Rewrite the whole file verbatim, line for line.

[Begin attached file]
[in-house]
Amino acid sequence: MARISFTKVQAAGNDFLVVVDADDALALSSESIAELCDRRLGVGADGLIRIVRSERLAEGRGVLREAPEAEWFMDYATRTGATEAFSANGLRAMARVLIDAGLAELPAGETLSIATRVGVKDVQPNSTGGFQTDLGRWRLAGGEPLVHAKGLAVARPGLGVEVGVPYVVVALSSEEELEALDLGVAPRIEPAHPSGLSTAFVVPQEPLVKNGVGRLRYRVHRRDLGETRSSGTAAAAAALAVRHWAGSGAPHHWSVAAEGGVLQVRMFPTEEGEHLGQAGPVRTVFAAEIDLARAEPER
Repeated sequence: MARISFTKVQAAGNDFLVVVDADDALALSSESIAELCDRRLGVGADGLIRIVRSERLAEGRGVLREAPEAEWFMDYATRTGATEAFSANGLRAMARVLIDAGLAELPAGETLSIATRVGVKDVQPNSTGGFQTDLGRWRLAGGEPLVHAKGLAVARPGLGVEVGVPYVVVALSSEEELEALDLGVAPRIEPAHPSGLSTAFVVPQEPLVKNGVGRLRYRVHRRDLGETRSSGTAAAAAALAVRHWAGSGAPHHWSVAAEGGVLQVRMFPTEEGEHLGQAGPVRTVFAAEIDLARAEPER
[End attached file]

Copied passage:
[in-house]
Amino acid sequence: MARISFTKVQAAGNDFLVVVDADDALALSSESIAELCDRRLGVGADGLIRIVRSERLAEGRGVLREAPEAEWFMDYATRTGATEAFSANGLRAMARVLIDAGLAELPAGETLSIATRVGVKDVQPNSTGGFQTDLGRWRLAGGEPLVHAKGLAVARPGLGVEVGVPYVVVALSSEEELEALDLGVAPRIEPAHPSGLSTAFVVPQEPLVKNGVGRLRYRVHRRDLGETRSSGTAAAAAALAVRHWAGSGAPHHWSVAAEGGVLQVRMFPTEEGEHLGQAGPVRTVFAAEIDLARAEPER
Repeated sequence: MARISFTKVQAAGNDFLVVVDADDALALSSESIAELCDRRLGVGADGLIRIVRSERLAEGRGVLREAPEAEWFMDYATRTGATEAFSANGLRAMARVLIDAGLAELPAGETLSIATRVGVKDVQPNSTGGFQTDLGRWRLAGGEPLVHAKGLAVARPGLGVEVGVPYVVVALSSEEELEALDLGVAPRIEPAHPSGLSTAFVVPQEPLVKNGVGRLRYRVHRRDLGETRSSGTAAAAAALAVRHWAGSGAPHHWSVAAEGGVLQVRMFPTEEGEHLGQAGPVRTVFAAEIDLARAEPER